Each sieving was performed by moving the sieve up and down 3 cm submerged in water at a rate of 50 cycles in 2 min. In order to ensure the homogeneity of the process for all sievings, a mechanical device was especially built for this purpose. The first sieving was done with the 2000 μm sieve and, after the sieving time, the aggregates that remained on it were back-washed off the sieve into a plastic pot and 5 mL of 2 N calcium chloride solution were added to speed up soil flocculation. On the other hand, the water containing soil that passed the 2000 μm sieve was carefully poured through the 250 μm sieve and afterwards, the sieving process and the back washing was done as described above. The same process was repeated through the 50 μm sieve and the fraction that passed this sieve was discarded. After 24 h, the supernatant in the plastic pots was extracted with a vacuum pump and the soil dried in a forced-air oven at 50 °C up to constant weight. The weight of the fraction <50 μm was obtained by calculating the difference between the initial amount of aggregates (100 g) and the summation of the weights of the other fractions (>2000, 250-2000, and 50-250 m). Given the fact that the soil under study does not contain coarse sand (INTA, 1979) and that there were no texture differences neither among management systems nor between depths (data not shown), aggregate size weights were not corrected by sand content as indicated by Six et al. (1998).

An aggregate stability indicator could be calculated by comparing aggregate distribution represented by its mean weight diameter (MWD) before and after disruption. The aggregate distribution obtained after CW was considered as the initial distribution because maximum aggregate yield is achieved after rewetting the soil to a moisture content of field capacity. The aggregate distribution obtained after IW was taken as the aggregation level after disruption (Six et al., 2000b). The MWD was calculated from aggregates recovered from each group of sievings for each wetting method (CW and IW), according to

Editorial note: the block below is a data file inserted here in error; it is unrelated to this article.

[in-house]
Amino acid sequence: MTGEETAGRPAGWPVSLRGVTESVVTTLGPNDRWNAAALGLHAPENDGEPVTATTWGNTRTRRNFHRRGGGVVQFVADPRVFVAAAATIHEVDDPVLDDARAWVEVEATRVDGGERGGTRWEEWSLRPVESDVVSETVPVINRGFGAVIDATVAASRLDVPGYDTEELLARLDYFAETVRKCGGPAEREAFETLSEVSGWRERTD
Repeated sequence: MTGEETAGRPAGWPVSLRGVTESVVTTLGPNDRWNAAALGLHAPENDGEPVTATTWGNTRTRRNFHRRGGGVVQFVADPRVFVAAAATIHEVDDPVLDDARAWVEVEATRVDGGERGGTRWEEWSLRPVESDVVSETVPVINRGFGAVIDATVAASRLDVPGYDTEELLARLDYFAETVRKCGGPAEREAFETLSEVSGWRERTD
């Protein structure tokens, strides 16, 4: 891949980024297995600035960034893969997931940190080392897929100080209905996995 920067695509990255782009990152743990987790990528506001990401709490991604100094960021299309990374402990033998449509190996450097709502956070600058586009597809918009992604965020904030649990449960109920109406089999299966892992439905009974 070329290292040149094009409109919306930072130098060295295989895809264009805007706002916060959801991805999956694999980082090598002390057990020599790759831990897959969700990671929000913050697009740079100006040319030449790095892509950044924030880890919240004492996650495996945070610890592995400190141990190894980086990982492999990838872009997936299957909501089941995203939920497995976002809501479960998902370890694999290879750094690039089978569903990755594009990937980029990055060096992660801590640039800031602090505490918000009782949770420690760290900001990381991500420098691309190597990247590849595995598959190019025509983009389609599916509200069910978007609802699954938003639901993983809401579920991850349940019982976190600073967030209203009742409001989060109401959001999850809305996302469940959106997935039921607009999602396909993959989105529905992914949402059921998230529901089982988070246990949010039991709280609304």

where i is each aggregate size fraction, n is the total number of aggregate size fractions including <50 m (4), xi is the mean diameter of the i-th size fraction (μm) calculated as the arithmetic mean of the opening of two successive sieves (8000 and 2000 μm; 2000 and 250 μm; 250 and 50 μm; 50 and 0 μm), and wi is the proportion of the i-th size fraction (g g-1). The difference between MWD for CW and for IW is the change in MWD (AMWD) and was used as an indicator of aggregate stability.

2.3. Soil organic matter analysis

The particulate soil fraction (>50 μm, particulate organic matter + sand) was separated by wet sieving (Cambardella and Elliott, 1992) in both the whole soil and in each of its aggregate size fractions. The soil (10 g) was dispersed in 30 mL of a solution of sodium hexametaphosphate (0.5%) by shaking for 15 h with a homemade reciprocal shaker. Afterwards, the suspension was passed through a 50 μm sieve that retained the sand and particulate organic matter. The suspension of the silt+clay fraction together with the associated organic matter was collected in a beaker and 5 mL of 2 N calcium chloride solution were added to speed up flocculation. After 24-36 h, the supernatant was extracted with a vacuum pump. Afterwards, the flocculated material was dried in a forced-air oven at 50 °C up to constant weigh and then ground with mortar and pestle for analysis.